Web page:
The first big one I would want to see, and this is a bit more of an event that elapsed and ended on my birthday, but it is the shooting and eventual death of Abraham Lincoln at the hands of John Wilkes Booth. This event has always held a somewhat odd grasp on me for a couple of reasons. The first being that my mother told me growing up, and the validity of this is still in question, but she told me that I was related to Samuel Mudd, the doctor who allegedly was in on the conspiracy, but just by marriage. Another reason is that I always wanted to meet Abraham Lincoln when I was younger, and although I know on one’s deathbed they might not be the most talkative, but good ol’ honest Abe’s last words were “She won’t think anything about it,” in reference to his wife being a bit embarrassed about embracing Lincoln in such a personal and desperate manner in front of their thespian friend. So I would say he was still in control of his faculties for at good period of time, therefore I believe discussing his life and its events would be done with a certain ease.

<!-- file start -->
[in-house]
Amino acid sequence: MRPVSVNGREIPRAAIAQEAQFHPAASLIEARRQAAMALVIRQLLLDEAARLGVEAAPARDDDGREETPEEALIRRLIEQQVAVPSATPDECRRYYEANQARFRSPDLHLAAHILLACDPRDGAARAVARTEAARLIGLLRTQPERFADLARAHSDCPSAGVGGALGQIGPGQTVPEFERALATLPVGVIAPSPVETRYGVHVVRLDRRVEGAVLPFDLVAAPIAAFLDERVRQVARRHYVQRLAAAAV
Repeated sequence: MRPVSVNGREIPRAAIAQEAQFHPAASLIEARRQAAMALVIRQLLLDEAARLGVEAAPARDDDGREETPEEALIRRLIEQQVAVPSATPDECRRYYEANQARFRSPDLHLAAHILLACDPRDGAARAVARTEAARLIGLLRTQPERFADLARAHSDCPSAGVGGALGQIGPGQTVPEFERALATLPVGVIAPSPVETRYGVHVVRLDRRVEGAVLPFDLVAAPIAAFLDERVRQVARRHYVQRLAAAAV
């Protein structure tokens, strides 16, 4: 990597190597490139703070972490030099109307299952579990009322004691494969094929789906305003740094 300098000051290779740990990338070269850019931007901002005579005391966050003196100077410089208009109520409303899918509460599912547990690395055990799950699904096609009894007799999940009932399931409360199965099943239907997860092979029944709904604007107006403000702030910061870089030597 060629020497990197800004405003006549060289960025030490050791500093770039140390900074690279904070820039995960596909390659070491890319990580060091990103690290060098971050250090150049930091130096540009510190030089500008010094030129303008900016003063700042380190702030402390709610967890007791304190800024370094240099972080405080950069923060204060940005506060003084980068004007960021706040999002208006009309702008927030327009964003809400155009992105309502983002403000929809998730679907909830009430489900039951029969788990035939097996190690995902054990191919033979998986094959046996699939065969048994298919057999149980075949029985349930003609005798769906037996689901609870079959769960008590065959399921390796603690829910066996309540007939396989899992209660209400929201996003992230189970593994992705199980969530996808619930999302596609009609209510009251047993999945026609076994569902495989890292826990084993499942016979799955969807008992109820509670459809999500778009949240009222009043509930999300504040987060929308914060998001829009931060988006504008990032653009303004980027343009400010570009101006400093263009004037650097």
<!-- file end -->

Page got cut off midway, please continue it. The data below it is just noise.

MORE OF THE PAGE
Another event I would find interesting to visit, but I wouldn’t actually want to would be at, is the sinking of the R.M.S. Titanic. It would be interesting to visit because it was such a great ship, and it was an event that (thanks to James Cameron) everyone knows about. I see the event as a real life example of either the Tower of Babylon, or the myth about Icarus because that ship was said to be the best ship ever made, and a testament to the capabilities of human ingenuity, only to be brought down by an obstacle of natural origin, and it is my understanding that it was not foreseen in time, simply because they thought they were untouchable in that ship. Luckily, its sinking led to many maritime safety protocols that have since saved many lives. That is why it would be interesting to visit the event, but as I said I wouldn’t want to actually witness the calamity because of the sheer loss of life, along with the fact that I know my presence wouldn’t have any affect on the outcome of the situation so it would only be painful to see play out.